For this exercise, you’ll work on creating an exhibit, as I have preloaded the site with some items for you to play around with. Exhibits allow you to organize your items into public-facing presentations, grouping them together along with accompanying text (description, analysis, etc.) and other elements as desired. Exhibits are composed of one or more pages with a linear chronology. Items can be used in multiple exhibits.
- Get logged in to the class Omeka site at https://thd250-omeka.steelberg.sites.grinnell.edu/admin using the account activation link that was emailed to you.
- Click “Exhibits” on the left-hand Omeka navigation pane.
- Click the button to add a new exhibit.
- Give your exhibit a title, custom URL slug and description.
- Decide whether you want your exhibit to start on this summary page, or on the first exhibit page you create.
- Choose a custom image from the site items.
- Add a page, then give your exhibit page a title, optional shorter menu title, and a slug.
- To add content to your page, select a content block layout option, then click “Add new content block.” You can enable the HTML editor to view simple text editor options.
- Add items and/or text to your content block: use the add item button to select items from the site list.
- Optionally, you can add items or files using their shortcodes.
- Add more content blocks to your page.
- When your page is ready, either save the changes, or save and add another page to create more exhibit pages!
Brainstorming & Outlining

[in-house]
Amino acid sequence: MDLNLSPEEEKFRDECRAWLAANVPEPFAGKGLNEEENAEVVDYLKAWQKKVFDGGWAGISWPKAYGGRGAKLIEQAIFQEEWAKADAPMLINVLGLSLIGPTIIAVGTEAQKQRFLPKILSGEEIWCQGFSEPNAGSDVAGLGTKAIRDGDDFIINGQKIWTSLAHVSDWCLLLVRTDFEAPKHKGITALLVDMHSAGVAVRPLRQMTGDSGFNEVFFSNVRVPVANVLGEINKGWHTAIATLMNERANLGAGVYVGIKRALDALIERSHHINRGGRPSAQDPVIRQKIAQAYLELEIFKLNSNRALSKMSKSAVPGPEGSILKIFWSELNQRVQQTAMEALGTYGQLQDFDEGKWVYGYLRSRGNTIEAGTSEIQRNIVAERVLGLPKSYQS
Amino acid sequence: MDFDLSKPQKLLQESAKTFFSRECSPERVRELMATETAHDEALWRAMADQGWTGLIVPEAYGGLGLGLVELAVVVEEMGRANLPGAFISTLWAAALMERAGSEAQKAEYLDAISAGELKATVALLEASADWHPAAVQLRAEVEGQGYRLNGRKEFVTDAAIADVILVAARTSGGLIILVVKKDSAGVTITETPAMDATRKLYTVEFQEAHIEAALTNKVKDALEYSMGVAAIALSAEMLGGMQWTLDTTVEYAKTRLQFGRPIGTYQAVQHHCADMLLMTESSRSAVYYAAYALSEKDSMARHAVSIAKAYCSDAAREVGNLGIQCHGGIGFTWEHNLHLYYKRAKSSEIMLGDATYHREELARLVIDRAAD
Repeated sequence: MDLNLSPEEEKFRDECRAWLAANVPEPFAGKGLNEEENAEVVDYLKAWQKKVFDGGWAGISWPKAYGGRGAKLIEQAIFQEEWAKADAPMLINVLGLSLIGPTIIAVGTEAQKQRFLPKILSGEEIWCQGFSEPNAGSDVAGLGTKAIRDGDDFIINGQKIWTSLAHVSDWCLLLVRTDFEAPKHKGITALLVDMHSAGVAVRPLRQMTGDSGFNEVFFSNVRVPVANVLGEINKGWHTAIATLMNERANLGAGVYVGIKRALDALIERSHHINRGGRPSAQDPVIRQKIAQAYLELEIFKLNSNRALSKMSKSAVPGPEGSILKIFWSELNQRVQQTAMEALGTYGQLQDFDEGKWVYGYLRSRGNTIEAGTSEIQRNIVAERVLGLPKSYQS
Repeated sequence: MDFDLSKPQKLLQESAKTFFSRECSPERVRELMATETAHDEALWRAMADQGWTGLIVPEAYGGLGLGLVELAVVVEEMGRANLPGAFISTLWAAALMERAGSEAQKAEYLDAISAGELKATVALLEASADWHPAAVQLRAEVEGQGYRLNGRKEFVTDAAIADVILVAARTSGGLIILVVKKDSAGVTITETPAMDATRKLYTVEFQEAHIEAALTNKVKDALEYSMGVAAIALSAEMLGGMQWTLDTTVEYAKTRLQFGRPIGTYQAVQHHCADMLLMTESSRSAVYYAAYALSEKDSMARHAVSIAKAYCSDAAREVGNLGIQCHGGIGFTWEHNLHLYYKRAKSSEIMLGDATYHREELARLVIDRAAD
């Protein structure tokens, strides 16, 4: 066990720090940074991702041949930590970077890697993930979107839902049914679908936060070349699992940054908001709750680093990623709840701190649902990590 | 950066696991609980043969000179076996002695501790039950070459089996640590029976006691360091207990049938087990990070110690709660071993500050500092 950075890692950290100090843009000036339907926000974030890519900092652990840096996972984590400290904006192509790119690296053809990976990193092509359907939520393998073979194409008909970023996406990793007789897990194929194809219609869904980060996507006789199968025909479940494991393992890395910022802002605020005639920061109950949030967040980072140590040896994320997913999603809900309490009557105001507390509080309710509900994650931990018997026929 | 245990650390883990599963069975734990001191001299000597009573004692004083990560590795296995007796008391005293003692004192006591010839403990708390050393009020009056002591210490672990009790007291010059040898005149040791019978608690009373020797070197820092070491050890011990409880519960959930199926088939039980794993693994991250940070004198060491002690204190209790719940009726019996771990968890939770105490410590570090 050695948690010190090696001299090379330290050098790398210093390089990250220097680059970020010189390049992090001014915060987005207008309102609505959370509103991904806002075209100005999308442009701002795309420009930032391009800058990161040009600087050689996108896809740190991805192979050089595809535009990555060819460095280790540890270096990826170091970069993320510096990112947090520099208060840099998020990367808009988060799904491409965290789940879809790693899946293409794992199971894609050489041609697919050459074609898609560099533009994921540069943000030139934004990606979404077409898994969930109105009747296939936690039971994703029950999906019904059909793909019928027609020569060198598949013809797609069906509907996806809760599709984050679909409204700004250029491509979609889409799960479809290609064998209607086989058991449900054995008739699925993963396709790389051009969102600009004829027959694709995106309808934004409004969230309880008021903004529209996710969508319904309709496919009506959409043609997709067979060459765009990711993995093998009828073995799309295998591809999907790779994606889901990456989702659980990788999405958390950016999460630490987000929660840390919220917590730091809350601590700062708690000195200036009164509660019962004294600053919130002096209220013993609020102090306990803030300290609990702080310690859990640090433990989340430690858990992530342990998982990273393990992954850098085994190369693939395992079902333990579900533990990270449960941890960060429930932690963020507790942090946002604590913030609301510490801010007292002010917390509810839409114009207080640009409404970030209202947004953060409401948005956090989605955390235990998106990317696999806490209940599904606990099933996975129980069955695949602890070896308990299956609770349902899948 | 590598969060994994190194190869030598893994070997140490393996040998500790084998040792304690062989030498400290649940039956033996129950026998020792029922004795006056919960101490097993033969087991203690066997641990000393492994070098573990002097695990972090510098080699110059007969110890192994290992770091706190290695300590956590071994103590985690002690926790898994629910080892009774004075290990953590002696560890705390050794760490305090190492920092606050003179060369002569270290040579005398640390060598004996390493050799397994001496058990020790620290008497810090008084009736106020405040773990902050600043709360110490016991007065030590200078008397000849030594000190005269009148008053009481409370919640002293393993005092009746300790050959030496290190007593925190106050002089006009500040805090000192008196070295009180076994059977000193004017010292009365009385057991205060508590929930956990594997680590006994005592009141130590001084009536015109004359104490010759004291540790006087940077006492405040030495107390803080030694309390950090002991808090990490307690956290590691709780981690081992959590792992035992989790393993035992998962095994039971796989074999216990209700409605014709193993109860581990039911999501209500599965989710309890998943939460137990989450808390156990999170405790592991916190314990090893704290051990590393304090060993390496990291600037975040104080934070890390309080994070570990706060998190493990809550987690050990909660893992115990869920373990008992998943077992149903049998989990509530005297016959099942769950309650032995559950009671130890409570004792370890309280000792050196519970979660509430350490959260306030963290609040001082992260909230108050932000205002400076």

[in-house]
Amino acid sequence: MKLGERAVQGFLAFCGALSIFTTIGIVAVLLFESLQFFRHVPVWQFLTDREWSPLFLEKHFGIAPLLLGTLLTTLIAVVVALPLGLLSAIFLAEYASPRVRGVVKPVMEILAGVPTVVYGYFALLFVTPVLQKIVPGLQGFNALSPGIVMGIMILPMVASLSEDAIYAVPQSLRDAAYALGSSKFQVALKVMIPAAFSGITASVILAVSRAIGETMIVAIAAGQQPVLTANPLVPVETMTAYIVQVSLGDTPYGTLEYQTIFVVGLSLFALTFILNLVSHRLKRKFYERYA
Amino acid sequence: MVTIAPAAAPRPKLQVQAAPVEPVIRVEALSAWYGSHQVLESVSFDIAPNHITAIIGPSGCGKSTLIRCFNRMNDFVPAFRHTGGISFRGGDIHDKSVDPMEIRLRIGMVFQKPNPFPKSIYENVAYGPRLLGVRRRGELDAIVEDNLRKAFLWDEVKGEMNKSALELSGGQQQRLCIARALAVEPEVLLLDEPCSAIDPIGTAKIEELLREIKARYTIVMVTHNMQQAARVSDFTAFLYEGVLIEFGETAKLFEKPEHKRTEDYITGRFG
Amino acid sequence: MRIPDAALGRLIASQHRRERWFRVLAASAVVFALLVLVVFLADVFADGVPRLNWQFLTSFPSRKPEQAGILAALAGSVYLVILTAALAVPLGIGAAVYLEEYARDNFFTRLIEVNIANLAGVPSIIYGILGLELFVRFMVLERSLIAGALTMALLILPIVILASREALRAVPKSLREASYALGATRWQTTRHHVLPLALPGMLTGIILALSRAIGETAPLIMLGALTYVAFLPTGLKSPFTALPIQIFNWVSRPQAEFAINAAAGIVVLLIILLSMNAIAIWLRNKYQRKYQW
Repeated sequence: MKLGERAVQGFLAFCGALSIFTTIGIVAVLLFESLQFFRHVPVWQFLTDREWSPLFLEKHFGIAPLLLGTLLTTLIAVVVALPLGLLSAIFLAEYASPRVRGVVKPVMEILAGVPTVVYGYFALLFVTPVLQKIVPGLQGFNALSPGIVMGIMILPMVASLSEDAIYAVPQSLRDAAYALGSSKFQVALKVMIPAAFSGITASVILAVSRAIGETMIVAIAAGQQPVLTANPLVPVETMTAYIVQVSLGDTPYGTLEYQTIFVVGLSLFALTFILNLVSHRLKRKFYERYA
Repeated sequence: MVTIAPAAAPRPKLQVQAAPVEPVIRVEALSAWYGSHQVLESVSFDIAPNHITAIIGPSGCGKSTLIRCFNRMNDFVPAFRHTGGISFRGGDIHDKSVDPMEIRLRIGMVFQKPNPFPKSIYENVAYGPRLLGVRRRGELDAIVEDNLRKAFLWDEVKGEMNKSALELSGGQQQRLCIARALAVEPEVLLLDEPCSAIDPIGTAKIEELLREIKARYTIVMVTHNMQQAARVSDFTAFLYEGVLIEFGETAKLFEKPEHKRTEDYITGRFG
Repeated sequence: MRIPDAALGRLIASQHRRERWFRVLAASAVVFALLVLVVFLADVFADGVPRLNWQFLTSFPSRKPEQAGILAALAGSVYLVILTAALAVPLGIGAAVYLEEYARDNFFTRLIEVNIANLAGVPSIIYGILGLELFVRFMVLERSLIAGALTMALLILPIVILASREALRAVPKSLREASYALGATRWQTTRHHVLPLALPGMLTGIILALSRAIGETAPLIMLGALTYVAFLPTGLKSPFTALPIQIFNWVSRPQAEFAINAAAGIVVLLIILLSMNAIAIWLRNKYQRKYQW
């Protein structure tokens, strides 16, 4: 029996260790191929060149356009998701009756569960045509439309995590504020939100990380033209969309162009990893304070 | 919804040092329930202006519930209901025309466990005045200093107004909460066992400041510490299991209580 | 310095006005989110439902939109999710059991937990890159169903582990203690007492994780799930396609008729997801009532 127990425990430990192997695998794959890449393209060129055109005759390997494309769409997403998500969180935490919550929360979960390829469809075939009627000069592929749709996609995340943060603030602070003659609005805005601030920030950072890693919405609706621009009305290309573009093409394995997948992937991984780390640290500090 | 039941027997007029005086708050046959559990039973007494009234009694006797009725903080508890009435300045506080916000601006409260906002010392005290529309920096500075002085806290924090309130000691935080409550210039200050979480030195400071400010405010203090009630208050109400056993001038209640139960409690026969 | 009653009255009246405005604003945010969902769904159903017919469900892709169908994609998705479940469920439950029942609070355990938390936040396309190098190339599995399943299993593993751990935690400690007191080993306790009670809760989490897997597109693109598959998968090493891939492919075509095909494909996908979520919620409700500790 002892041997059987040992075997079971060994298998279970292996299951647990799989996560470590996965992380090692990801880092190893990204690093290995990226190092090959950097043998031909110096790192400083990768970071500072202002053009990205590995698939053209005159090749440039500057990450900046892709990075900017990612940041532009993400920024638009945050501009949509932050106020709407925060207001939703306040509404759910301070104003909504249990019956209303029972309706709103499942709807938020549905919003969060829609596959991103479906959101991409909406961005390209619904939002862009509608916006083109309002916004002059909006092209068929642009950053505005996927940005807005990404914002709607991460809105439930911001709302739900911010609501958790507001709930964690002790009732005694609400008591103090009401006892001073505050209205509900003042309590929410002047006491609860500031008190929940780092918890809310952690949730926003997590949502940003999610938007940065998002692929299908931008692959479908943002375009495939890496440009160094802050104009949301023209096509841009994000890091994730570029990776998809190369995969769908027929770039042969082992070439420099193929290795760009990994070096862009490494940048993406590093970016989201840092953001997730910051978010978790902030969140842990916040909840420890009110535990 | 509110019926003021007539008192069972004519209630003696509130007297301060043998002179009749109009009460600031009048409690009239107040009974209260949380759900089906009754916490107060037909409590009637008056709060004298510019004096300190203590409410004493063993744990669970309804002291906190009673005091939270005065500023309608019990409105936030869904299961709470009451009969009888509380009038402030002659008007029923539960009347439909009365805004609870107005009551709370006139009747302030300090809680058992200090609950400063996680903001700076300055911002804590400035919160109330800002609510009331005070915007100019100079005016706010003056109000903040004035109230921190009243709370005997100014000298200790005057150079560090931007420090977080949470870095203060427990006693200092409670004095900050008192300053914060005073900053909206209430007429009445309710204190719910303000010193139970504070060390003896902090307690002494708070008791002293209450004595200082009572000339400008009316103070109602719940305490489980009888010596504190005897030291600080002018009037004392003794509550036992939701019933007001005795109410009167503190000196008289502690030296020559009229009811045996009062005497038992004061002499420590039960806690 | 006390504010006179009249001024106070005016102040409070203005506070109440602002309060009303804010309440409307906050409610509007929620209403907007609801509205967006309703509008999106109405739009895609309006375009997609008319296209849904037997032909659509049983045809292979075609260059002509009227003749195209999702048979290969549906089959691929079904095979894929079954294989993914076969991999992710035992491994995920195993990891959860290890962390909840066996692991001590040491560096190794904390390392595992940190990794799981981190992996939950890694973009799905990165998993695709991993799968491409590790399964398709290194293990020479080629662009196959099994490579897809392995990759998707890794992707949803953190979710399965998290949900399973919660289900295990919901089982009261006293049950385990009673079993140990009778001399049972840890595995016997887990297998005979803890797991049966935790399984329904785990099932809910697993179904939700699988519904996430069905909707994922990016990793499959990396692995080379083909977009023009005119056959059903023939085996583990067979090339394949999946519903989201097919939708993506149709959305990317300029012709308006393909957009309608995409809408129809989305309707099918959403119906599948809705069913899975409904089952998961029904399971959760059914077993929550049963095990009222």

Pick an approach for your assignment and start brainstorming: how might you outline the research topic you have in mind within this particular framework? It might be a wireframe for a website, a storyboard for a video or comic, an overview in note form of an exhibit or zine…
Some Things to Keep in Mind
“Accessibility is the design of products, devices, services, vehicles, or environments so as to be usable by people with disabilities. The concept of accessible design and practice of accessible development ensures both “direct access” (i.e. unassisted) and “indirect access” meaning compatibility with a person’s assistive technology (for example, computer screen readers).” (Source: Wikipedia)
Here are some general digital accessibility recommendations to help you get started:
- consider your use of color (color contrasts, colors that are too bright, colors conveying meaning…)
- consider the legibility of your typeface and font size
- break up walls of text
- provide text alternatives to multimedia content (alternative text, a.k.a. alt text, for images, captions or transcripts for videos)
- create links that make sense out of context (avoid “click here”)
Specific approaches and tools will have their own accessibility considerations: the accessibility of a WordPress website has differing considerations from the accessibility of a zine PDF.
There are accessibility checkers you can use to check websites and documents for issues to correct. See DLAC or Assistive Technology staff for support with this.